straight cut and helical refer to the teeth that always mesh together with the lay shaft (not reverse).
A layshaft looks like a christmas tree of gears all connected to or a part of a single shaft.
Syncros and dogs refer to the way that the gears (1-5 or 6) are selected and then connected to the shaft so that the power is transferred.
All the forward gears are on a shaft and when in neutral, spin on bearings. The shift lever connects to a fork that pushes a sliding ring that is geared to a hub that is permanently geared to the same shaft.
When you push the lever, the ring engages teeth (not the same ones that engage the layshaft, but other teeth on the side 90 degrees different)on the spinning gear and they connect the gear to the ring to the hub to the shaft and the car will move.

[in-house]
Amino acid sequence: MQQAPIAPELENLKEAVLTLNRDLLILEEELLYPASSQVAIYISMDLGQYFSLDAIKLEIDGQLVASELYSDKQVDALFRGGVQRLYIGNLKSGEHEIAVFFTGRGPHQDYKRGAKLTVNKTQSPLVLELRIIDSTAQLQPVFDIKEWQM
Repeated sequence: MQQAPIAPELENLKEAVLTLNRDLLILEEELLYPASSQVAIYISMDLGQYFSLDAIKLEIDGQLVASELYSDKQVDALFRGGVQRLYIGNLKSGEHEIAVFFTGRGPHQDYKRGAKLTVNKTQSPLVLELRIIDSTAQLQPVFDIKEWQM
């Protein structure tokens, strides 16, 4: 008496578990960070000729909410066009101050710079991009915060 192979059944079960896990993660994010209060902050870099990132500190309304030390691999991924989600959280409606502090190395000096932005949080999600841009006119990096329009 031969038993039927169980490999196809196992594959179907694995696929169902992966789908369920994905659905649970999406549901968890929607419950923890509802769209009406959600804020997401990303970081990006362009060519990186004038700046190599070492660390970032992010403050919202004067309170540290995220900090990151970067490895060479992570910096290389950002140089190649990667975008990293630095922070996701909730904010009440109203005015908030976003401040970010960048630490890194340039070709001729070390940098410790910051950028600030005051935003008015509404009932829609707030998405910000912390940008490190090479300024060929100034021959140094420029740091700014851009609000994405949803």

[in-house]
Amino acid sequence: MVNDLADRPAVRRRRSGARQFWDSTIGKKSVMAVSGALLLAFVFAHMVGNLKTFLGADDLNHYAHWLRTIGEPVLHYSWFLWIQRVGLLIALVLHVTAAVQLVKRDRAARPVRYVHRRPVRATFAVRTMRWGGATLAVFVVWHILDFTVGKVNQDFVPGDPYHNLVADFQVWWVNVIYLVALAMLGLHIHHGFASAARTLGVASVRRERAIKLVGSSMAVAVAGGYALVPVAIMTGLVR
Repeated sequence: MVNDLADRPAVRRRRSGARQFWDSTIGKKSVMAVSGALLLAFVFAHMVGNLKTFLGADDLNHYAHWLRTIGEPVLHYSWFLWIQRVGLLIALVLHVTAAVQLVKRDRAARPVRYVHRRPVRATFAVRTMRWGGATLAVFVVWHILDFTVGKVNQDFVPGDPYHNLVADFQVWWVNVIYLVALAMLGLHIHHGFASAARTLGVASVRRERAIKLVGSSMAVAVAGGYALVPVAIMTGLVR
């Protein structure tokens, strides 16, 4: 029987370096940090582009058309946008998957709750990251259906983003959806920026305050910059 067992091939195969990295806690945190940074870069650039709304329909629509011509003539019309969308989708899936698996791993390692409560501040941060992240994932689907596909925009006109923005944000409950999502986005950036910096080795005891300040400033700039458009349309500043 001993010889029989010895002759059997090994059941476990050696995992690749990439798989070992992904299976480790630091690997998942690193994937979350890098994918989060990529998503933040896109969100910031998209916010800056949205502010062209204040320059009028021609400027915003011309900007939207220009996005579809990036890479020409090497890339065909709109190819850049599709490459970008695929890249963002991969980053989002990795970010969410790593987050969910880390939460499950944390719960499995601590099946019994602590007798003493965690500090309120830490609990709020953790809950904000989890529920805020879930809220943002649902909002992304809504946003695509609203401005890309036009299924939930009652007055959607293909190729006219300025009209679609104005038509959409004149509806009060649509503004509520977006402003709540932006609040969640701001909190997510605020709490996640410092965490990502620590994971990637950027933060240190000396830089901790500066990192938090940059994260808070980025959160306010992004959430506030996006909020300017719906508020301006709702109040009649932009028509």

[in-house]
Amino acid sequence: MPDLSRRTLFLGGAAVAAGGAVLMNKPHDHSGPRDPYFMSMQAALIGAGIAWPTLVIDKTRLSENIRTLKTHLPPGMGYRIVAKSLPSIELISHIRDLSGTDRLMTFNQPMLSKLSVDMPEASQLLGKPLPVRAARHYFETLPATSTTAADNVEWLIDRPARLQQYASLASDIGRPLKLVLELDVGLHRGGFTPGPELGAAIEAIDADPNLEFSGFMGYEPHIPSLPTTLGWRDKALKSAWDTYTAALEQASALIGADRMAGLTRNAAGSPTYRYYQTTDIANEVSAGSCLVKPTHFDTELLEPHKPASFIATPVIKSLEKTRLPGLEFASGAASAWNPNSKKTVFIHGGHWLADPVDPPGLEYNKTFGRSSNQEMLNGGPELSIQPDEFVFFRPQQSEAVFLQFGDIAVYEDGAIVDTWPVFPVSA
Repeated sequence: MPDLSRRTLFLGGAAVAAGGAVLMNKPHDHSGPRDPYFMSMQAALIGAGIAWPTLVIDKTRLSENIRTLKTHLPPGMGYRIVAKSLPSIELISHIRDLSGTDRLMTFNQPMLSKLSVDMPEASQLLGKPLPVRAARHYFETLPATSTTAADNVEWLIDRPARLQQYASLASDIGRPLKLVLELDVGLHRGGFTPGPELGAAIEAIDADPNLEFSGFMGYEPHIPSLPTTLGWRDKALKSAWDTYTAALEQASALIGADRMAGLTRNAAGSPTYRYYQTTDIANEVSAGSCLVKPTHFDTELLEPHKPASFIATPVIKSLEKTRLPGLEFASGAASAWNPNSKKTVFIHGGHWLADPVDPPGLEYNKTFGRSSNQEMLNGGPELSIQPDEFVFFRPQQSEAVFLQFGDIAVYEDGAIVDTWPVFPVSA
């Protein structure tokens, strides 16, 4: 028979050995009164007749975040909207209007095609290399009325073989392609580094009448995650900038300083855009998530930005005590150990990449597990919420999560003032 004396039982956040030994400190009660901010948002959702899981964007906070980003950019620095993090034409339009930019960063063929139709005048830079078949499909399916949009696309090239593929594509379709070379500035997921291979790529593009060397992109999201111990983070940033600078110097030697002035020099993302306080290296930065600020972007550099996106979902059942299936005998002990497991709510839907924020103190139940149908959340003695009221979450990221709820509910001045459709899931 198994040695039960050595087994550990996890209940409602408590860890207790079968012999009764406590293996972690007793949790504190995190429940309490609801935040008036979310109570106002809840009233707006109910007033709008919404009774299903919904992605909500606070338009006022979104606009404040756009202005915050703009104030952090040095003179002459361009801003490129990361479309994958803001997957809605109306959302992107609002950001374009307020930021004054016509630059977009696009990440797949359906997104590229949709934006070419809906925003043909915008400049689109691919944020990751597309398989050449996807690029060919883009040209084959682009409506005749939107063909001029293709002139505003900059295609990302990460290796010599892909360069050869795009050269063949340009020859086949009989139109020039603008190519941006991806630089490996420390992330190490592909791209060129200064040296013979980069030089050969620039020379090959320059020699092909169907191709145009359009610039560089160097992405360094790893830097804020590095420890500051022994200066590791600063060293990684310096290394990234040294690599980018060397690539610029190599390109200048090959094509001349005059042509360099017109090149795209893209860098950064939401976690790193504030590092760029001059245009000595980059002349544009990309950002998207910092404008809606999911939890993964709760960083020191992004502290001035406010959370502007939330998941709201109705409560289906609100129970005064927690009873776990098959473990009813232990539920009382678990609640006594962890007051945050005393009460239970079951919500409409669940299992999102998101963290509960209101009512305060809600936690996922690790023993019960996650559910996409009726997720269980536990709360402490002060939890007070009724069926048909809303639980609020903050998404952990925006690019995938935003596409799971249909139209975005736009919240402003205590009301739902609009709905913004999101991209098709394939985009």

When you engage the spinning gear it needs to start spinning at the same rate as the hub or it makes noise. Synromesh is the way that a brake (syncro) starts engaging the hub and in turn, starts spinning the gear at the same speed so that the gears will mesh without noise. (a worn syncro (brake) can be beaten and gear noise results).
Dogs are a real coarse type of tooth (like 6 or 8 on a gear) with voids between them so that the teeth will drop in easily. There is no brake so double cluthing helps.
Once the gears are spinning, the dog teeth drop in easier. Close gears are also a help as the spinning speed differences are less.
a "dog" looks like this -
]- in a circle.
There are different type of syncromesh designs but they all are a form of brake.
Hope this helps.